Mar 30th, 2016

Virginia Bluebells: Spring’s Gift

 Virginia bluebell. Mertensia virginica

The tiny fairy-bell like flowers of the Virginia bluebell (Mertensia virginica) in Flagler Garden at Lewis Ginter Botanical Garden.

virginia bluebells blooming in clumps

Virginia bluebells tend to grow in clusters.

If ever there was a plant with a fandom in Virginia, it would be the Virginia bluebell. Mertensia virginica makes fast friends with anyone new she meets. A native wildflower, you are just as likely to find her at Pony Pasture in the James River Park System as you are to find her here at Lewis Ginter Botanical Garden.  No matter where you meet her, she’s sure to make a big impression.

Here are the top 5 reasons I love Virginia bluebells.

  1. They seem to appear overnight. Two short weeks ago I went searching for these beauties. I knew just where they should be growing and I couldn’t find them. They were still underground with not even a trace of their green foliage showing. Now, they are a sea of green, pink and blue beckoning you to come see their graceful bell-shaped blooms dance in the breeze.
  2. Spring ephemerals are wonderful particularly because you know they will last only a short time Carpe diem.  Seize the day and come enjoy them now before they are gone! (Don’t worry, they’ll be back next year.)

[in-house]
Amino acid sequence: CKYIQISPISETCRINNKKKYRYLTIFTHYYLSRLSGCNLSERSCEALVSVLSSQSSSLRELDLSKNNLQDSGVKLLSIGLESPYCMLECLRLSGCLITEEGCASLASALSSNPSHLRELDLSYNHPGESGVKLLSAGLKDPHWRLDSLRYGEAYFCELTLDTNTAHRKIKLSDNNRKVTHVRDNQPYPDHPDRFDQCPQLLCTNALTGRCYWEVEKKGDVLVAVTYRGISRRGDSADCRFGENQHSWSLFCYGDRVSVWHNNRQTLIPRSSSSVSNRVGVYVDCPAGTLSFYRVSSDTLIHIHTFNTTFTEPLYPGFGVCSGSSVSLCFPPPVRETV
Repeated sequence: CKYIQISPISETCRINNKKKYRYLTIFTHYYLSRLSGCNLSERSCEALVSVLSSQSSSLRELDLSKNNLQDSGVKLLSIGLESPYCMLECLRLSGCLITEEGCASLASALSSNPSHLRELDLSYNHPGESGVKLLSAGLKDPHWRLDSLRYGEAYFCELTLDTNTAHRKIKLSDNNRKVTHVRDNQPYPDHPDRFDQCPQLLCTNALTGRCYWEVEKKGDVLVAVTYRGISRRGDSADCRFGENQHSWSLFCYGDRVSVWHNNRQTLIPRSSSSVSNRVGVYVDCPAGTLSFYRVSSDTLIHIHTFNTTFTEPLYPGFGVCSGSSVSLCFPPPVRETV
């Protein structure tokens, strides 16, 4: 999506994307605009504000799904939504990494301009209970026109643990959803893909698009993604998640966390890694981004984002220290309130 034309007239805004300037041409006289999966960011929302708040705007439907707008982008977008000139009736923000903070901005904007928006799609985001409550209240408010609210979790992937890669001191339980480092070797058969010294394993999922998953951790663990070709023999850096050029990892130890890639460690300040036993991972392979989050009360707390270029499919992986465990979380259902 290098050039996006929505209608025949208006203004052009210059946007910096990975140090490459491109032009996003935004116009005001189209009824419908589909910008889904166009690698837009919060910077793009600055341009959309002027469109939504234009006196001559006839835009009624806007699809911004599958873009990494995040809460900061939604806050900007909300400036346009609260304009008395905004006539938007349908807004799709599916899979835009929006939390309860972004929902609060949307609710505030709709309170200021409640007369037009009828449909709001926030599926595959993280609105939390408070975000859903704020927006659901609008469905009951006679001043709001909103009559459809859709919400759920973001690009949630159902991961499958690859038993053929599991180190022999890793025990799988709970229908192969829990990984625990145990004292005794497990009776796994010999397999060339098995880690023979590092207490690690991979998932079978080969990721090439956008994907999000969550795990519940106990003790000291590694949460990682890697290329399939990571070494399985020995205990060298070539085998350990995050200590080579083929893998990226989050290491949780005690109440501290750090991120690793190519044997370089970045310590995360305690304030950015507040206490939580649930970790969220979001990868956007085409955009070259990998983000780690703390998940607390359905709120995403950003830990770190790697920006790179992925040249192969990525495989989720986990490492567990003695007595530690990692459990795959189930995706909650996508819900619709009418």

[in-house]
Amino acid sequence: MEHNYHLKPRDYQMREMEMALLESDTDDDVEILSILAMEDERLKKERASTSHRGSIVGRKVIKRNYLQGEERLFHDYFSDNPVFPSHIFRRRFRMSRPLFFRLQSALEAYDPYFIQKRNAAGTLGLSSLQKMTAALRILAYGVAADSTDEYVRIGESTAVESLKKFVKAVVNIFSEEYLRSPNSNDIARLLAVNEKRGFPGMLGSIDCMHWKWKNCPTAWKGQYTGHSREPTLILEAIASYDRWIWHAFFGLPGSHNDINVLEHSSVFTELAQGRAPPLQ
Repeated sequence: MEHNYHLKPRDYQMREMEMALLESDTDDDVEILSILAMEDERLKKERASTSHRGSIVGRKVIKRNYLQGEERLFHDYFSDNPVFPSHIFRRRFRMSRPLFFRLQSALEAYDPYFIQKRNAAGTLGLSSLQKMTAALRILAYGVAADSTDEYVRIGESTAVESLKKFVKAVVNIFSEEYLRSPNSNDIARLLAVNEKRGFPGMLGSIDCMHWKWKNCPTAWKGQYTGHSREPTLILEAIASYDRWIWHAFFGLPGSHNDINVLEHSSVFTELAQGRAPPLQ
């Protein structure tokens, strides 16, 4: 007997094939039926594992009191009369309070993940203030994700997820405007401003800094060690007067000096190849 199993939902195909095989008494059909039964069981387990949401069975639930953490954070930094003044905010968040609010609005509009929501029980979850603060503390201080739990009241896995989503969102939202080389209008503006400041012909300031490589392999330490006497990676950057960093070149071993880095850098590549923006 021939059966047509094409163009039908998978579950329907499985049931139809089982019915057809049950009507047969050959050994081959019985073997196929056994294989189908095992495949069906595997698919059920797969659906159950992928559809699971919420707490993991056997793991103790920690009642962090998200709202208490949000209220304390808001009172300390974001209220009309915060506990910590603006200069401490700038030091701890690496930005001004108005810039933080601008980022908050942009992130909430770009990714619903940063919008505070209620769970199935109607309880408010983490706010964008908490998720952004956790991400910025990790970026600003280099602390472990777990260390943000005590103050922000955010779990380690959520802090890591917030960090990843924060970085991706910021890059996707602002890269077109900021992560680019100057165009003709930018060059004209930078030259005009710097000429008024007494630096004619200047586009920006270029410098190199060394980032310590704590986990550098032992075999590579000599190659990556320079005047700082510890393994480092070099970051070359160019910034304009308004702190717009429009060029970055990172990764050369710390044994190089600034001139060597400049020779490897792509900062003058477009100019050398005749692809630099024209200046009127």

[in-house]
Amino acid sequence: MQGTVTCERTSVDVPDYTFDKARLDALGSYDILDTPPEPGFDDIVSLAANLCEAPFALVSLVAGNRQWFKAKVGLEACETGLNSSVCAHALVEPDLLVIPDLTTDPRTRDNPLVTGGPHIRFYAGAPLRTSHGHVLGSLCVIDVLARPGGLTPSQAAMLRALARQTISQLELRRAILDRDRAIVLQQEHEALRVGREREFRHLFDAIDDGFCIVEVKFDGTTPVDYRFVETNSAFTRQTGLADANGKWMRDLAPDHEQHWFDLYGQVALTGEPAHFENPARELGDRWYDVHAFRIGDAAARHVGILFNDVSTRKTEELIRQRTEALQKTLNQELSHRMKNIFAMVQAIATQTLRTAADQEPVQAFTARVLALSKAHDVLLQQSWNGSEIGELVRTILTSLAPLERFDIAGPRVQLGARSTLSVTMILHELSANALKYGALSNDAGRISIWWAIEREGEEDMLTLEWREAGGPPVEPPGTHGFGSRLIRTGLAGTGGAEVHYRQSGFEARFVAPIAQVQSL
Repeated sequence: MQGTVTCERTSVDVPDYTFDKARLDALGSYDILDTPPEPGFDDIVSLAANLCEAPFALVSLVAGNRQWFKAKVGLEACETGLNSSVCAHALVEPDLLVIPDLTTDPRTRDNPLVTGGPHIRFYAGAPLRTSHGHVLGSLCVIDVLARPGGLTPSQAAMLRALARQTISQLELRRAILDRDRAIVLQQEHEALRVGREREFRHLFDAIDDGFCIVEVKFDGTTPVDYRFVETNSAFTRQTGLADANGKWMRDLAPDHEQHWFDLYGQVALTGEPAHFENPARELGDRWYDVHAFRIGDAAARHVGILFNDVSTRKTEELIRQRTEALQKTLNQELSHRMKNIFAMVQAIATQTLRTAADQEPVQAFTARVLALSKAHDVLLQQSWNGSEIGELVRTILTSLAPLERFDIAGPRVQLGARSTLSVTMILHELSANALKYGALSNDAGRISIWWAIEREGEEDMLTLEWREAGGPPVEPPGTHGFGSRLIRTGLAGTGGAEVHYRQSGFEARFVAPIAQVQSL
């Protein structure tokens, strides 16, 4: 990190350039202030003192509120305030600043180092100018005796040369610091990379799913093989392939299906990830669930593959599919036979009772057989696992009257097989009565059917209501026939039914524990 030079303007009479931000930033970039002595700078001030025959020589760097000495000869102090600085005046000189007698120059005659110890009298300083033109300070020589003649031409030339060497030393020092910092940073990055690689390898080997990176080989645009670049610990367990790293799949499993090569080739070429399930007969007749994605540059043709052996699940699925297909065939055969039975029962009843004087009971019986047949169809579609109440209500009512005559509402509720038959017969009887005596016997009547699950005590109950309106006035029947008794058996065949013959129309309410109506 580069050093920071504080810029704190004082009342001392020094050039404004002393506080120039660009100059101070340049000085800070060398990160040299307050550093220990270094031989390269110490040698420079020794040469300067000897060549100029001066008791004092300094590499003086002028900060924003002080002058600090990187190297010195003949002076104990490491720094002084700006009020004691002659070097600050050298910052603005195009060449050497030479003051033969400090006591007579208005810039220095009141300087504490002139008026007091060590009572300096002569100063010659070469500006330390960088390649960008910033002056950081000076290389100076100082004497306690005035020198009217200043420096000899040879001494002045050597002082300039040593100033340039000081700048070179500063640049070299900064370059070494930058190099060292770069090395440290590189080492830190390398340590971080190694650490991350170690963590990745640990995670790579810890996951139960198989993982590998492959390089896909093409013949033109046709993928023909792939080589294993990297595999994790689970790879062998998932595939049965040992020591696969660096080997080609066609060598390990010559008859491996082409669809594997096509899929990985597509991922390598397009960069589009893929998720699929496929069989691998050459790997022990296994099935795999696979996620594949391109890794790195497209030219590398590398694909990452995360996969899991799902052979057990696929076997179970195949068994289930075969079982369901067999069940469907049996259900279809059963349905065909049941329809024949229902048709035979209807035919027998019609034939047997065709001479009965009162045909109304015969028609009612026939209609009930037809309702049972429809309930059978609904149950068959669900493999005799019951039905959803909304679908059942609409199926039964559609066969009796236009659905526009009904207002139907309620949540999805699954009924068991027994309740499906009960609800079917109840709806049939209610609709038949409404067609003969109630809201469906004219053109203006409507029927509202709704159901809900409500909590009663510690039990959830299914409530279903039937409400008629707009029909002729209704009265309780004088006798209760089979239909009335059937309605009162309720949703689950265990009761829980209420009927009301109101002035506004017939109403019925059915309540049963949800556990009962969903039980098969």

pink Virginia bluebells -- very unusual

    This Virginia bluebell plant (photographed at Pony Pasture) is particularly unusual because it was blooming in both pink and blue. Typically, the buds are pink and they turn to blue by the time they open.

  3. Virginia bluebells are blue. Botanically speaking, true blue is pretty unusual in a bloom — especially a wildflower. Even more unusual: a native plant that features both blue and pink blossoms.
  4. Virginia Bluebells are opportunists. They sprout out of the ground and soak up all the sun they can before the trees in the woodland surrounding them leaf out and block their sunshine.
  5. Immature Virginia Bluebells look like pink raisins. These fun little buds will make you look twice. Amazing that these tiny pink buds can grow into bluebells!
pink bluebells at the pink raisin-like stage.

Don’t the pink buds of Virginia bluebells look like little raisins?

So don’t wait, come see these beauties! They’ll only be here for a short while. You’ll find them in Flagler Garden, just across the West Island Garden walkway.

What are the reasons you love Virginia Bluebells? We’d love to hear, just leave a comment.

Jonah Holland is Digital Content Manager at Lewis Ginter Botanical Garden, where she has worked for 14 years overseeing social media, the blog, and the website. She is also a mom, yogi, open water swimmer, gardener, and seeker. She's been known to go for a walk in the Garden and come back with hundreds of plant photos, completely inspired to write her next blog post.

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